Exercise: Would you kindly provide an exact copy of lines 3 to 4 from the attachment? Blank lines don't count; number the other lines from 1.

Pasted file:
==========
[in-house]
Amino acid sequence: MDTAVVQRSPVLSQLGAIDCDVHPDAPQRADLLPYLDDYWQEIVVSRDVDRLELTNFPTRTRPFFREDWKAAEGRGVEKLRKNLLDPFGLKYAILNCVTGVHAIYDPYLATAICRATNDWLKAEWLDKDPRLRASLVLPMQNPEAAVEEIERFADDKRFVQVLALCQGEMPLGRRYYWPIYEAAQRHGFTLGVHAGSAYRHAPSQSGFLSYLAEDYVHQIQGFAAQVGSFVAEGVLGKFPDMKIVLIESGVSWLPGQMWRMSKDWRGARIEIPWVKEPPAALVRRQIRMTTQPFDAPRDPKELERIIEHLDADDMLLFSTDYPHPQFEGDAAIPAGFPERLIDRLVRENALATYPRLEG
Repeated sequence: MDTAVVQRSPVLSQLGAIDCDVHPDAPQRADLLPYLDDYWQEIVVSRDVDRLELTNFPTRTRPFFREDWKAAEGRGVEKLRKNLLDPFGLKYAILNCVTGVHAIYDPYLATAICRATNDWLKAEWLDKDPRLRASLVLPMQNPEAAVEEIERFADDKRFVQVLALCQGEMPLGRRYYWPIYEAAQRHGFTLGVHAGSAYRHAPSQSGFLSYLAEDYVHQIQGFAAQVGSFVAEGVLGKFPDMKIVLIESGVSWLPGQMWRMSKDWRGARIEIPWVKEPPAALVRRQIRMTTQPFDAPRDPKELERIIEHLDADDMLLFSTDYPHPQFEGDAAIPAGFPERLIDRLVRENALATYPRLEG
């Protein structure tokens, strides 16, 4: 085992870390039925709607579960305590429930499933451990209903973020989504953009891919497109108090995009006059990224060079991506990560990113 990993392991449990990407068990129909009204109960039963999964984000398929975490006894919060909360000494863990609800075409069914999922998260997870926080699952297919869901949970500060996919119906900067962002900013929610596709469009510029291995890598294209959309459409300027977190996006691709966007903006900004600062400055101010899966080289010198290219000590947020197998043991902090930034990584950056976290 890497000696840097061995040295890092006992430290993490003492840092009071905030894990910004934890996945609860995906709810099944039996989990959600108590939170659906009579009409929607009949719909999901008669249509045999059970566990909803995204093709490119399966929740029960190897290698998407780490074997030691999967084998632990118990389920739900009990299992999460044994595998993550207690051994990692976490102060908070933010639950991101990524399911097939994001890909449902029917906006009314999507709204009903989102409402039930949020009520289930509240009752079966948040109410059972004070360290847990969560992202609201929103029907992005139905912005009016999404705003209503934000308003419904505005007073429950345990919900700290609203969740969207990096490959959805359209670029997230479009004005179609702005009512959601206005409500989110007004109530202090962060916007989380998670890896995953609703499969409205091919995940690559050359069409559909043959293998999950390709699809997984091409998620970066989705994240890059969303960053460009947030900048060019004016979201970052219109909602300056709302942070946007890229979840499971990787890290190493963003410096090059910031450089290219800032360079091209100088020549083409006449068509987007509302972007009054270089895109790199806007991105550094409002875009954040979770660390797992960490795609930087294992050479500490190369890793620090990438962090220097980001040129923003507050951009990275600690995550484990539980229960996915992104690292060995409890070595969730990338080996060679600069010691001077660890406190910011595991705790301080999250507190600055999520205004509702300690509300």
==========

Repeated sequence: MDTAVVQRSPVLSQLGAIDCDVHPDAPQRADLLPYLDDYWQEIVVSRDVDRLELTNFPTRTRPFFREDWKAAEGRGVEKLRKNLLDPFGLKYAILNCVTGVHAIYDPYLATAICRATNDWLKAEWLDKDPRLRASLVLPMQNPEAAVEEIERFADDKRFVQVLALCQGEMPLGRRYYWPIYEAAQRHGFTLGVHAGSAYRHAPSQSGFLSYLAEDYVHQIQGFAAQVGSFVAEGVLGKFPDMKIVLIESGVSWLPGQMWRMSKDWRGARIEIPWVKEPPAALVRRQIRMTTQPFDAPRDPKELERIIEHLDADDMLLFSTDYPHPQFEGDAAIPAGFPERLIDRLVRENALATYPRLEG
């Protein structure tokens, strides 16, 4: 085992870390039925709607579960305590429930499933451990209903973020989504953009891919497109108090995009006059990224060079991506990560990113 990993392991449990990407068990129909009204109960039963999964984000398929975490006894919060909360000494863990609800075409069914999922998260997870926080699952297919869901949970500060996919119906900067962002900013929610596709469009510029291995890598294209959309459409300027977190996006691709966007903006900004600062400055101010899966080289010198290219000590947020197998043991902090930034990584950056976290 890497000696840097061995040295890092006992430290993490003492840092009071905030894990910004934890996945609860995906709810099944039996989990959600108590939170659906009579009409929607009949719909999901008669249509045999059970566990909803995204093709490119399966929740029960190897290698998407780490074997030691999967084998632990118990389920739900009990299992999460044994595998993550207690051994990692976490102060908070933010639950991101990524399911097939994001890909449902029917906006009314999507709204009903989102409402039930949020009520289930509240009752079966948040109410059972004070360290847990969560992202609201929103029907992005139905912005009016999404705003209503934000308003419904505005007073429950345990919900700290609203969740969207990096490959959805359209670029997230479009004005179609702005009512959601206005409500989110007004109530202090962060916007989380998670890896995953609703499969409205091919995940690559050359069409559909043959293998999950390709699809997984091409998620970066989705994240890059969303960053460009947030900048060019004016979201970052219109909602300056709302942070946007890229979840499971990787890290190493963003410096090059910031450089290219800032360079091209100088020549083409006449068509987007509302972007009054270089895109790199806007991105550094409002875009954040979770660390797992960490795609930087294992050479500490190369890793620090990438962090220097980001040129923003507050951009990275600690995550484990539980229960996915992104690292060995409890070595969730990338080996060679600069010691001077660890406190910011595991705790301080999250507190600055999520205004509702300690509300």